Re: [R] eval(parse(text vs. get when accessing a function

From: Gabor Grothendieck <ggrothendieck_at_gmail.com>
Date: Sat 06 Jan 2007 - 14:31:20 GMT

I guess the problems with eval(parse(...)) are:

get is faster, less verbose and safer than eval(parse(...)) in this case.

The length of string problem seems not applicable here but I have enountered one situation where it was. gsubfn in package gsubfn does string replacement. I found that one user wanted to use it on strings that were ~ 25000 characters long and parse could not handle that length. I removed parse replacing it with other constructs and now they can be handled.

On 1/6/07, Ramon Diaz-Uriarte <rdiaz02@gmail.com> wrote:
> Dear Greg,
>
>
> On 1/5/07, Greg Snow <Greg.Snow@intermountainmail.org> wrote:
> > Ramon,
> >
> > I prefer to use the list method for this type of thing, here are a couple of reasons why (maybe you are more organized than me and would never do some of the stupid things that I have, so these don't apply to you, but you can see that the general suggestion applys to some of the rest of us).
> >
>
>
> Those suggestions do apply to me of course (no claim to being
> organized nor beyond idiocy here). And actually the suggestions on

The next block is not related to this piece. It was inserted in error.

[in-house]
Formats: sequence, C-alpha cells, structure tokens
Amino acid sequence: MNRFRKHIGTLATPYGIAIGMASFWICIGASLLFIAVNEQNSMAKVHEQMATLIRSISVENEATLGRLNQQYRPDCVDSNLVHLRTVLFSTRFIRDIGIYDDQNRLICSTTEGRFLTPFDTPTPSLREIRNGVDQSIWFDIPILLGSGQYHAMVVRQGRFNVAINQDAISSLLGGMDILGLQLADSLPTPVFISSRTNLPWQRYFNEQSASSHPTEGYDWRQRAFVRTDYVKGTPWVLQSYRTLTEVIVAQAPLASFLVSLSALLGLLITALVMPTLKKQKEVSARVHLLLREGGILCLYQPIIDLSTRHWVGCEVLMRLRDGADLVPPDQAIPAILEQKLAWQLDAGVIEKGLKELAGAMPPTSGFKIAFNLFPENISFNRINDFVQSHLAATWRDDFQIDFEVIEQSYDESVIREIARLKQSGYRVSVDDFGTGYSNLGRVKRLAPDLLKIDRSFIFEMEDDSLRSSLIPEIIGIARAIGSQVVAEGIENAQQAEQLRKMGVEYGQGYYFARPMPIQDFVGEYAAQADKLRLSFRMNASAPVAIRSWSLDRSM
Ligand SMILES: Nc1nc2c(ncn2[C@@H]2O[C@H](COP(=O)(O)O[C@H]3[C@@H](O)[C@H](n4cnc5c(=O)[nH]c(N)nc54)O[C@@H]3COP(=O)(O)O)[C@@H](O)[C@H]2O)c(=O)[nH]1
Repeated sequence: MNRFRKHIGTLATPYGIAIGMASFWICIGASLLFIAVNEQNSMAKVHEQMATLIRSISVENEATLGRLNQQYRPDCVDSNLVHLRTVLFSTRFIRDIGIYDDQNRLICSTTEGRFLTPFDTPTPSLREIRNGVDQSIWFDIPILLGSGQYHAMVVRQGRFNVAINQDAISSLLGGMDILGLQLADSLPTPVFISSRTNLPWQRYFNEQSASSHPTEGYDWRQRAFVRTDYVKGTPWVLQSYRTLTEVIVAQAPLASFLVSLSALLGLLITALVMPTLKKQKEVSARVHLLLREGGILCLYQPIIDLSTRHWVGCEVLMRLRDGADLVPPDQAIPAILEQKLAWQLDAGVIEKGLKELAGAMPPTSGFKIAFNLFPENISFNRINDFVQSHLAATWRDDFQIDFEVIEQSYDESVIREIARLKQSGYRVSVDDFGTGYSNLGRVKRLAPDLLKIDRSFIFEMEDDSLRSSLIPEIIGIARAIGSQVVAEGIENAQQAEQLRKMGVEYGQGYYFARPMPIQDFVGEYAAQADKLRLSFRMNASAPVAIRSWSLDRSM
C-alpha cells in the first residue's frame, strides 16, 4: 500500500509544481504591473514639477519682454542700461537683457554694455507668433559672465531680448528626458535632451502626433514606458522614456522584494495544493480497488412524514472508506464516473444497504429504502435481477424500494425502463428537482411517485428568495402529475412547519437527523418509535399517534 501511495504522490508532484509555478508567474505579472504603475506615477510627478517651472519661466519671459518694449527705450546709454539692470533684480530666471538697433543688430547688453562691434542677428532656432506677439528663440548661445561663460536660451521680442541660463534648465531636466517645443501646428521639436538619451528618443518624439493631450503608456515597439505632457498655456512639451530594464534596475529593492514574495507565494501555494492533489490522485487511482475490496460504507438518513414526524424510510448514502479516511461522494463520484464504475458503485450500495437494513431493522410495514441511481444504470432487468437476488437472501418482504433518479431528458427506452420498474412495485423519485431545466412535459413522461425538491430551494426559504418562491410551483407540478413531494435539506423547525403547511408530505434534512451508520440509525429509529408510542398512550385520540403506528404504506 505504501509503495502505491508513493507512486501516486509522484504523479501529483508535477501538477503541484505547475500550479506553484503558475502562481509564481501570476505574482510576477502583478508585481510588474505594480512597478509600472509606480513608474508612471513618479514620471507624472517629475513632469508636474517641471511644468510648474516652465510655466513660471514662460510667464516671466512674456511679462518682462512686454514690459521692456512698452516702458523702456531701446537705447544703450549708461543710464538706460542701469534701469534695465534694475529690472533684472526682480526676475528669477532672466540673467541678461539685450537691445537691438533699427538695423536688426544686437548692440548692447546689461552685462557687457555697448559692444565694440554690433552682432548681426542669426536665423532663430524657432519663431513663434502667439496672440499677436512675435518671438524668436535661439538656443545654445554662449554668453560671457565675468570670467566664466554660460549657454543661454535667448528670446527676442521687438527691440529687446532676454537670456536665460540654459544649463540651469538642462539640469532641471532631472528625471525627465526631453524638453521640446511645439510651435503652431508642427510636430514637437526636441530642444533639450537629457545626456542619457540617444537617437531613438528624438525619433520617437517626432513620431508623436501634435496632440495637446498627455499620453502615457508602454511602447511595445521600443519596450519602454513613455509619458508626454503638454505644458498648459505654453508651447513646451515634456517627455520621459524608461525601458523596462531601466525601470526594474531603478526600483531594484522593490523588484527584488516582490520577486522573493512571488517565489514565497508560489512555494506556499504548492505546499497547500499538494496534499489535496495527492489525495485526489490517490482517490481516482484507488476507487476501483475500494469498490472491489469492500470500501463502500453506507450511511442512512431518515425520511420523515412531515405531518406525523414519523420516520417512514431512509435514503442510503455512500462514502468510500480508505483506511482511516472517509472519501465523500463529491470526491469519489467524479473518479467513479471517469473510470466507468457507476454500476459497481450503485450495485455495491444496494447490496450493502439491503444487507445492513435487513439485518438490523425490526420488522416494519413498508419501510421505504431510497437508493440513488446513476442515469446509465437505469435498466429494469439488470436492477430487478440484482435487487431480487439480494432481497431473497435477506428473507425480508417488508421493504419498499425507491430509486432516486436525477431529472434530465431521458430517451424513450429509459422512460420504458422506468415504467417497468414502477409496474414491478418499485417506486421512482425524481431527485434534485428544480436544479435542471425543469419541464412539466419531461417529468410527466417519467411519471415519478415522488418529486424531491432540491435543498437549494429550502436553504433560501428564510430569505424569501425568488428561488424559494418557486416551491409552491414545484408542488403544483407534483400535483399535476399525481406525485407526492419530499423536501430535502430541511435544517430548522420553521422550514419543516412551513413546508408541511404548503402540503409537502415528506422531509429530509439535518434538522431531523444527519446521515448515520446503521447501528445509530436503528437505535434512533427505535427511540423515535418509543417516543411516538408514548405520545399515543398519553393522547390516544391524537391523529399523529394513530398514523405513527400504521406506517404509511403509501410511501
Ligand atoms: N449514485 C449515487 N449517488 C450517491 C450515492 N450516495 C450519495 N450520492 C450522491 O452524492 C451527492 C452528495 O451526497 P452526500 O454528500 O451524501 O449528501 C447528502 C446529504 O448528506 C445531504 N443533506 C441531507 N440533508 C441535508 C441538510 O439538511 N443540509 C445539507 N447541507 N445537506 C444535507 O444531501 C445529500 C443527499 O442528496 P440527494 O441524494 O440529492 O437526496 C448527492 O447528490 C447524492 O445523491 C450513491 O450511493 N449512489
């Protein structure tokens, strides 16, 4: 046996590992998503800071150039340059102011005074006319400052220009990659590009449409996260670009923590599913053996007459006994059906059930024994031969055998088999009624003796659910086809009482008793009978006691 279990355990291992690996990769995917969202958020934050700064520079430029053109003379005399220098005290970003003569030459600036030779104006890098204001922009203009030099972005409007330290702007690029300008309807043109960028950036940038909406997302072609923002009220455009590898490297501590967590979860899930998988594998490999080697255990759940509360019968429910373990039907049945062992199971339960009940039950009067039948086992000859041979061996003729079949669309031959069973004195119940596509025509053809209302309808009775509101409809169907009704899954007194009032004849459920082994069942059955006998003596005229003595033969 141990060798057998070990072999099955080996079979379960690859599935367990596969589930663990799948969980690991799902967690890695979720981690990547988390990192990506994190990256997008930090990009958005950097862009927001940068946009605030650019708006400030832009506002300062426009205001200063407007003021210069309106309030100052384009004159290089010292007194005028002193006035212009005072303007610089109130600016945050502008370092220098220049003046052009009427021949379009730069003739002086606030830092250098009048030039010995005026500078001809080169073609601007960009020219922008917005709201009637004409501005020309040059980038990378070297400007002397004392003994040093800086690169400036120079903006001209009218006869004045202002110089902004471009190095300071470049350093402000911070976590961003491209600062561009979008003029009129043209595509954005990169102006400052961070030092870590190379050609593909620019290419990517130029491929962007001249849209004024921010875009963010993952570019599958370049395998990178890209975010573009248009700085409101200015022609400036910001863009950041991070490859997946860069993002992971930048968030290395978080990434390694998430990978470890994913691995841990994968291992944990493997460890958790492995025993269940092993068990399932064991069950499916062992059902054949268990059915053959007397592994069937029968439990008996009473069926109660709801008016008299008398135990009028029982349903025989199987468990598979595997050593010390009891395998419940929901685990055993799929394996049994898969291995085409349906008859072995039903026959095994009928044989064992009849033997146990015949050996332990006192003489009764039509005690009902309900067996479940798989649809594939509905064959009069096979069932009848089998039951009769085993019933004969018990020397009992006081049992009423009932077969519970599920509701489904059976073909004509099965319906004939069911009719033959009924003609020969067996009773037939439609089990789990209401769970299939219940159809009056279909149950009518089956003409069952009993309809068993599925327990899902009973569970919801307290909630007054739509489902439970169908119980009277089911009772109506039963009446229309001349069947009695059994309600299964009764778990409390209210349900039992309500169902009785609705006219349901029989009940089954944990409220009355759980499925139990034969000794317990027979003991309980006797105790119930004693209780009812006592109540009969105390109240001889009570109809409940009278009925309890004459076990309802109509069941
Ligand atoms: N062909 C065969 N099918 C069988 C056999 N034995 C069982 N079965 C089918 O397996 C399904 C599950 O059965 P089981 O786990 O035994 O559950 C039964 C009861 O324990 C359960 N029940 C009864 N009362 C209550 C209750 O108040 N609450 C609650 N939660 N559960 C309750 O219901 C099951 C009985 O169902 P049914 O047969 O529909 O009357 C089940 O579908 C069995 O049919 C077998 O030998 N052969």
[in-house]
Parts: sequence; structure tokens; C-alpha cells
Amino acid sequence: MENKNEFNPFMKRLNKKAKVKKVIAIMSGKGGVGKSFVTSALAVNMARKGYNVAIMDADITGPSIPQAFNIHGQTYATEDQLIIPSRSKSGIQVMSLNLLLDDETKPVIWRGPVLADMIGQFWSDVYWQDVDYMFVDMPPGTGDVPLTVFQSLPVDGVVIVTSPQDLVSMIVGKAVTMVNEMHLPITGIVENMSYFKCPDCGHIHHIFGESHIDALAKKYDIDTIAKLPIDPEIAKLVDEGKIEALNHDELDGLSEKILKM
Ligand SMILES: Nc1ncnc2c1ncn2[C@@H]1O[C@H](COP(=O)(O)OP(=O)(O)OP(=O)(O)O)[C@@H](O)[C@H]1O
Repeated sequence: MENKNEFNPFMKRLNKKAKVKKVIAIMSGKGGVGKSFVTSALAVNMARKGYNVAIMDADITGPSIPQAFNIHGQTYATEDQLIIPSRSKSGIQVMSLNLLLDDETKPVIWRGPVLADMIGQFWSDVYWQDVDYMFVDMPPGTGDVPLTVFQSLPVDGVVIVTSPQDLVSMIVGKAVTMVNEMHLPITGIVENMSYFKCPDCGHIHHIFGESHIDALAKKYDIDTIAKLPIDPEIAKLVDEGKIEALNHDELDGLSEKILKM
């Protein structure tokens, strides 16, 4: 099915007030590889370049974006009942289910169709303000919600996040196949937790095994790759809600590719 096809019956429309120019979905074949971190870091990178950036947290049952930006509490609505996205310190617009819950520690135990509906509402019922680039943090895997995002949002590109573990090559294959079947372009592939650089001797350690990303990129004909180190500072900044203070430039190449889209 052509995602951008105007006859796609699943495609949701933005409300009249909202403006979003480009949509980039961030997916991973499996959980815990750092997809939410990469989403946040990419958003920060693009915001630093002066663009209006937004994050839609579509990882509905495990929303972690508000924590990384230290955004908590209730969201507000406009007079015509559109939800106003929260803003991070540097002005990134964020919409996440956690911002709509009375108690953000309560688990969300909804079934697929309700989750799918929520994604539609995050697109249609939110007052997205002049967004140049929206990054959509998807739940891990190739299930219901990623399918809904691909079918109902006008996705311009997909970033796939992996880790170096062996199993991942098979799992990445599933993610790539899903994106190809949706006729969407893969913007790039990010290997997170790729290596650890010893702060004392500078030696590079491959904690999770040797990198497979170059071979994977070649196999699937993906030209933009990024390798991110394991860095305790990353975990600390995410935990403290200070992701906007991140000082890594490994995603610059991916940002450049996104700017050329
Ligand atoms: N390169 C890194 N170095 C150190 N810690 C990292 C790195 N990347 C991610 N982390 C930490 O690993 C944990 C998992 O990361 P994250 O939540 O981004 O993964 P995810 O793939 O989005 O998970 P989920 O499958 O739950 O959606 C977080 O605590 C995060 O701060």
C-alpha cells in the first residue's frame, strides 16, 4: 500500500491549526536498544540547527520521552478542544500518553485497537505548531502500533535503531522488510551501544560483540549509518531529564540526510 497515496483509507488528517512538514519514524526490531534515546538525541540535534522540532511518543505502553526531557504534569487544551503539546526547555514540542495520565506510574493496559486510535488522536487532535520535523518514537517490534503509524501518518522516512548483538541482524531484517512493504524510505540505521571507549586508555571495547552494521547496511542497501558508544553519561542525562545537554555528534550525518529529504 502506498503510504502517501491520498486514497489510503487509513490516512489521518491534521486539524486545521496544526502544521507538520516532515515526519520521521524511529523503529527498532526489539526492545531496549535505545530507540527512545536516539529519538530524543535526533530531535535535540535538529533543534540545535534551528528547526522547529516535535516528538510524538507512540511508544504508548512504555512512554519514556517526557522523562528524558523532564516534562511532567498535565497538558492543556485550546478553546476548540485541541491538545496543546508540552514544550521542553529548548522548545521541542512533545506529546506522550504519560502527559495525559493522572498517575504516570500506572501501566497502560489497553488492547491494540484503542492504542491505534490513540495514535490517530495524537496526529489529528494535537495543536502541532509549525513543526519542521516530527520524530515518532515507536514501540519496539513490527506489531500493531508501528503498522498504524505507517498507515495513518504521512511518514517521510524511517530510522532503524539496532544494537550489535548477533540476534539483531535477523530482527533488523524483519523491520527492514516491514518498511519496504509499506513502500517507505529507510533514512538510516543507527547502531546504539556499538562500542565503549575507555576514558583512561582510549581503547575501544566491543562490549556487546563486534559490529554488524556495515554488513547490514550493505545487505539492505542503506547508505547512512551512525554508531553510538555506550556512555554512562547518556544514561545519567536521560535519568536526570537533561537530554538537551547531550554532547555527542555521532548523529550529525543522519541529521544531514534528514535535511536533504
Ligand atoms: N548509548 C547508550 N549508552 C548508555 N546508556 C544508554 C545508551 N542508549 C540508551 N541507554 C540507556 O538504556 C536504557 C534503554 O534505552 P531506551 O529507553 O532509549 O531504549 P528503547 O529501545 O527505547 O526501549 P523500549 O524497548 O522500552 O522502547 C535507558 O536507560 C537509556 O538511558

> this thread are being very useful. I think, though, that I was not
> very clear on the context and my examples were too dumbed down. So
> I'll try to give more detail (nothing here is secret, I am just trying
> not to bore people).
>
> The code is part of a web-based application, so there is no
> interactive user. The R code is passed the arguments (and optional
> user functions) from the CGI.
>
> There is one "core" function (call it cvFunct) that, among other
> things, does cross-validation. So this is one way to do things:
>
> cvFunct <- function(whatever, genefiltertype, whateverelse) {
> internalGeneSelect <- eval(parse(text = paste("geneSelect",
> genefiltertype, sep = ".")))
>
> ## do things calling internalGeneSelect,

> }
>
> and now define all possible functions as
>
> geneSelect.Fratio <- function(x, y, z) {##something}
> geneSelect.Wilcoxon <- function(x, y, z) {## something else}
>
> If I want more geneSelect functions, adding them is simple. And I can
> even allow the user to pass her/his own functions, with the only
> restriction that it takes three args, x, y, z, and that the function
> is to be called: "geneSelect." and a user choosen string. (Yes, I need
> to make sure no calls to "system", etc, are in the user code, etc,
> etc, but that is another issue).

>
> The general idea is not new of course. For instance, in package
> "e1071", a somewhat similar thing is done in function "tune", and
> David Meyer there uses "do.call". However, tune is a lot more general
> than what I had in mind. For instance, "tune" deals with arbitrary
> functions, with arbitrary numbers and names of parameters, whereas my
> functions above all take only three arguments (x: a matrix, y: a
> vector; z: an integer), so the neat functionality provided by